A truly extraordinary thing happened Sunday morning on ABC's "This Week": the panel and the host seemed to agree that former President Bill Clinton's antics on the campaign trail are hurting Hillary's chances of winning the Democrat presidential nomination.
Maybe even more surprising, the editor of the ultra-leftwing publication "The Nation," Katrina vanden Heuvel, quoted someone close to the Clinton campaign as having said, "People are looking at him like a little league dad who's having these temper tantrums in every state."
Making matters worse, George Will referred to the former president as "an Olympic-class whiner," while host George Stephanopoulos said, "Some people are concerned about this, even inside the Party," and fretted, "I have no indication at all though that President Clinton's going to stop."
I kid you not.
Without further ado, and for your entertainment pleasure, here's a partial transcript of this truly delicious panel segment (video available here, relevant section begins at minute 7:25):
GEORGE STEPHANOPOULOS, HOST: We're also seeing something, this is truly unique in American history, I guess we can say that just about every week in this presidential campaign. Three big weeks of primaries, in each one now we've seen Bill Clinton, former President of the United States, play basically attack dog-in-chief. Before Iowa, he goes on "Charlie Rose" and says that Barack Obama isn't ready. Before New Hampshire, he goes and talks about the fairytale of his positions on Iraq. He was out there this week attacking the caucuses, pouncing on this Reagan statement. Some people are concerned about this, even inside the Party. I have no indication at all though that President Clinton's going to stop.
GEORGE WILL, ABC: No. It's a metabolic urge on his part. He's an Olympic-class whiner, and he was whining about everything in Las Vegas as far as I can tell. But, it might work.
STEPHANOPOULOS: It is working, right?
KATRINA VANDEN HEUVEL, EDITOR "THE NATION": I'm not sure it's working.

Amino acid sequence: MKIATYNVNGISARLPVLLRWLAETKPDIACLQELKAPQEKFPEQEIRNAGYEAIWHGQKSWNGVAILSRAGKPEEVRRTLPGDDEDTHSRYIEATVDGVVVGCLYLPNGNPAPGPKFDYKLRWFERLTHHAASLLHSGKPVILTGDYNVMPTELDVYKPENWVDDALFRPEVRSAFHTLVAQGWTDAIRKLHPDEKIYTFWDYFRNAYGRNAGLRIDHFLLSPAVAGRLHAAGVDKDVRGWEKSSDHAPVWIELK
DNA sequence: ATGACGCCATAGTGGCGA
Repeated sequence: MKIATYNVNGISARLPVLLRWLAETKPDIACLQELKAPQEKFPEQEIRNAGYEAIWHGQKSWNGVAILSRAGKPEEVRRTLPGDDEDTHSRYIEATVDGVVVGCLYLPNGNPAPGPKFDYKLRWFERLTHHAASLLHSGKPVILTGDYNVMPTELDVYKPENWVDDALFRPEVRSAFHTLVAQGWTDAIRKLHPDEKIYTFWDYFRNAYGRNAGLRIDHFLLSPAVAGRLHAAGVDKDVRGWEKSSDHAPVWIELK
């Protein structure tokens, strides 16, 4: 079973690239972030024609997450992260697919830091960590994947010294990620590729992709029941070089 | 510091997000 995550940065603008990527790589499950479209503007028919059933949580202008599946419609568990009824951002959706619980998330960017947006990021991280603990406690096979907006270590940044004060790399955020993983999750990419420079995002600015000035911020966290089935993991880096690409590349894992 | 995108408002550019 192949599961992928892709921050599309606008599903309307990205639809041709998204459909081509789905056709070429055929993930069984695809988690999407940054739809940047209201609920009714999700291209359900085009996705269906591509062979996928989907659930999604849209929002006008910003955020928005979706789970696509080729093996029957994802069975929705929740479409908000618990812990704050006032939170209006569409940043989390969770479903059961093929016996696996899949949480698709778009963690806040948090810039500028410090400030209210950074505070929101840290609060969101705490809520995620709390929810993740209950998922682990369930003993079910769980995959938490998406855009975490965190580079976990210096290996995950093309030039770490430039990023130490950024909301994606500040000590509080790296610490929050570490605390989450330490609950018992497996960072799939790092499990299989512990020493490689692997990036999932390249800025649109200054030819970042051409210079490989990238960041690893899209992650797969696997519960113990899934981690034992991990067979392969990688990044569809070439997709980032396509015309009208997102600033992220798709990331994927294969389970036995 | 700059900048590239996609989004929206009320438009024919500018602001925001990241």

MATTHEW DOWD, ABC: I think the interesting thing about Bill Clinton that he's, he's a much better politician on behalf of himself than he is on behalf of anybody else. He speaks, and he has a great ear, a great political sense about himself and where he wants to go. He doesn't have a great sense or a great ear...
VANDEN HEUVEL: He's hurting Hillary Clinton. You've seen...
DOWD: Yeah, I agree with that.
VANDEN HEUVEL: He's having a meltdown in every state, and he is so over-invested in her candidacy. When she said in New Hampshire, "I have found my own voice," she was talking about more than just the politics of it. I spoke to someone close to the campaign, who said, "Bill Clinton, people are looking at him like a little league dad who's having these temper tantrums in every state. He has to be sent far away for he reinforces it's a referendum on the Clinton presidency, the dynasty problem."
STEPHANOPOULOS: And I agree. I know there are people in the campaign saying the same thing. I know there are people pulling their hair out. I know there are senators pulling their hair out. On the other hand, on the other hand, I don't think that President Clinton believes he is hurting, and if you look at the results, someone's out there and got to do it. They're playing a good cop/bad cop, and it is getting a lot of negatives out there on Obama.
CHRYSTIA FREELAND, FINANCIAL TIMES: I think that's right, and I think that at a high-altitude level, it feels like it shouldn't work. It feels like it should reinforce the dynastic concerns, which really should be one of the key issues with Hillary Clinton's candidacy. But, when it comes to what voters think and how they're actually responding, it's hard to find evidence that it's been counterproductive.
DOWD: Well, it's, you know, you can win and still do dumb things, as we've all seen campaigns that have done dumb things and won. I don't think it's helpful to her. I think the best thing that she can do is stand alone. I think the problem is that she's got to stand alone, have her voice, which I think that moment when she said "I've got my voice" had much more to do with politics, it had to do with personal, it had to do with a lot of things. I think the best thing they can do is he sort of take a step back, go off the stage, and let her stand on her own.
VANDEN HEUVEL: I hear they exiled him to the Canadian border on the eve of the New Hampshire primary it may have triggered a few points for her.